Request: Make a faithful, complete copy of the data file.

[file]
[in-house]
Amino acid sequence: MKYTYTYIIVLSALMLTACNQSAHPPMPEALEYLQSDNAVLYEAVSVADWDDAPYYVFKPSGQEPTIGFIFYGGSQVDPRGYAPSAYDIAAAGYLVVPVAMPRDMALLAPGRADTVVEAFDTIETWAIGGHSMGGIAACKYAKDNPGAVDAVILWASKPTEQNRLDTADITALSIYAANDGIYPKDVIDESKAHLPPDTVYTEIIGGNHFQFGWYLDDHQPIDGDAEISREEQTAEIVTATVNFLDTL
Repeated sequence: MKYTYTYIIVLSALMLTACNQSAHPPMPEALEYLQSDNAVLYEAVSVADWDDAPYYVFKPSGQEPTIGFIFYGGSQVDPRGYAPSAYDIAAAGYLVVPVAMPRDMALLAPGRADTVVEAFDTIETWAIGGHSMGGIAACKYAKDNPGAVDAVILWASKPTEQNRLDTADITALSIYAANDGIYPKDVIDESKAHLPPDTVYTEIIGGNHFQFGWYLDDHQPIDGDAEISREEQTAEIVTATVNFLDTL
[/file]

[in-house]
Amino acid sequence: MKYTYTYIIVLSALMLTACNQSAHPPMPEALEYLQSDNAVLYEAVSVADWDDAPYYVFKPSGQEPTIGFIFYGGSQVDPRGYAPSAYDIAAAGYLVVPVAMPRDMALLAPGRADTVVEAFDTIETWAIGGHSMGGIAACKYAKDNPGAVDAVILWASKPTEQNRLDTADITALSIYAANDGIYPKDVIDESKAHLPPDTVYTEIIGGNHFQFGWYLDDHQPIDGDAEISREEQTAEIVTATVNFLDTL
Repeated sequence: MKYTYTYIIVLSALMLTACNQSAHPPMPEALEYLQSDNAVLYEAVSVADWDDAPYYVFKPSGQEPTIGFIFYGGSQVDPRGYAPSAYDIAAAGYLVVPVAMPRDMALLAPGRADTVVEAFDTIETWAIGGHSMGGIAACKYAKDNPGAVDAVILWASKPTEQNRLDTADITALSIYAANDGIYPKDVIDESKAHLPPDTVYTEIIGGNHFQFGWYLDDHQPIDGDAEISREEQTAEIVTATVNFLDTL